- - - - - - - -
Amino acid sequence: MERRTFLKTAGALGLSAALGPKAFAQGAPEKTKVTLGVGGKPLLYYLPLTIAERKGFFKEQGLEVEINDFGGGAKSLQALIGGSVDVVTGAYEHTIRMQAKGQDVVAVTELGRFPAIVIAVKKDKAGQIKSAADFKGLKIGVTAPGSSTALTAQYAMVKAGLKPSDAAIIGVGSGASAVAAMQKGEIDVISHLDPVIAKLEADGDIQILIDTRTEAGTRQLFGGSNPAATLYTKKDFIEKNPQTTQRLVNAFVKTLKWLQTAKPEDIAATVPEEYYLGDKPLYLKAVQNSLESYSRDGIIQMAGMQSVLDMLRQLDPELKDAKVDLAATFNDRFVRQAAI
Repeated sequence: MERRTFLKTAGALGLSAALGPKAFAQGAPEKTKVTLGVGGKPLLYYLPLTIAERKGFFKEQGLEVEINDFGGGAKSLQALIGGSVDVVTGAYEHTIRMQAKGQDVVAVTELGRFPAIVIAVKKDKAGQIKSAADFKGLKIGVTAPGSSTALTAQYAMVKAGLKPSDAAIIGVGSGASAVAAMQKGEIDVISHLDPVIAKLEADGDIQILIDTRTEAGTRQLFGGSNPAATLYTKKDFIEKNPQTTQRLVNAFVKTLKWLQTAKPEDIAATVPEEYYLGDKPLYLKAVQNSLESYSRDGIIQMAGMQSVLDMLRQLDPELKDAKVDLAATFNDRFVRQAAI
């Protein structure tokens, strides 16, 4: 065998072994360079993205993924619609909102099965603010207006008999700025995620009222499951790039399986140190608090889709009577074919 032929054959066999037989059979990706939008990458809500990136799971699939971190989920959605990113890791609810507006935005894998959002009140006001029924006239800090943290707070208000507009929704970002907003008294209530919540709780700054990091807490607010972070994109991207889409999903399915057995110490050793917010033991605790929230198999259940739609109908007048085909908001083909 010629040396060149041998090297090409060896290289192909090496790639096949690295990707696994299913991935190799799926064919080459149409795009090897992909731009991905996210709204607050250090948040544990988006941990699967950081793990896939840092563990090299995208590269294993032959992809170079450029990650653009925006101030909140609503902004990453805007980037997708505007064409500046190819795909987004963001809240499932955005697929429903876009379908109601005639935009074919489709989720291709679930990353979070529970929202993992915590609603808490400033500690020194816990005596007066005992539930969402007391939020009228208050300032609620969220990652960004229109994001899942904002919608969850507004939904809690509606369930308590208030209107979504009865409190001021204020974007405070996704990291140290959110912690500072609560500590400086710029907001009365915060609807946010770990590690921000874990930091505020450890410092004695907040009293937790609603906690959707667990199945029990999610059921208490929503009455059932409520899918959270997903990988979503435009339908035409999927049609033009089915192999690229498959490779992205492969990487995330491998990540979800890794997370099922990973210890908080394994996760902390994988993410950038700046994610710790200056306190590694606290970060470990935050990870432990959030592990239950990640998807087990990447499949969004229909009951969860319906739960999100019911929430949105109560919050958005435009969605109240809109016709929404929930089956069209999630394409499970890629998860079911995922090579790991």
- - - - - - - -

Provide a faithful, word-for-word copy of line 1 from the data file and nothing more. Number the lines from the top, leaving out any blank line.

Amino acid sequence: MERRTFLKTAGALGLSAALGPKAFAQGAPEKTKVTLGVGGKPLLYYLPLTIAERKGFFKEQGLEVEINDFGGGAKSLQALIGGSVDVVTGAYEHTIRMQAKGQDVVAVTELGRFPAIVIAVKKDKAGQIKSAADFKGLKIGVTAPGSSTALTAQYAMVKAGLKPSDAAIIGVGSGASAVAAMQKGEIDVISHLDPVIAKLEADGDIQILIDTRTEAGTRQLFGGSNPAATLYTKKDFIEKNPQTTQRLVNAFVKTLKWLQTAKPEDIAATVPEEYYLGDKPLYLKAVQNSLESYSRDGIIQMAGMQSVLDMLRQLDPELKDAKVDLAATFNDRFVRQAAI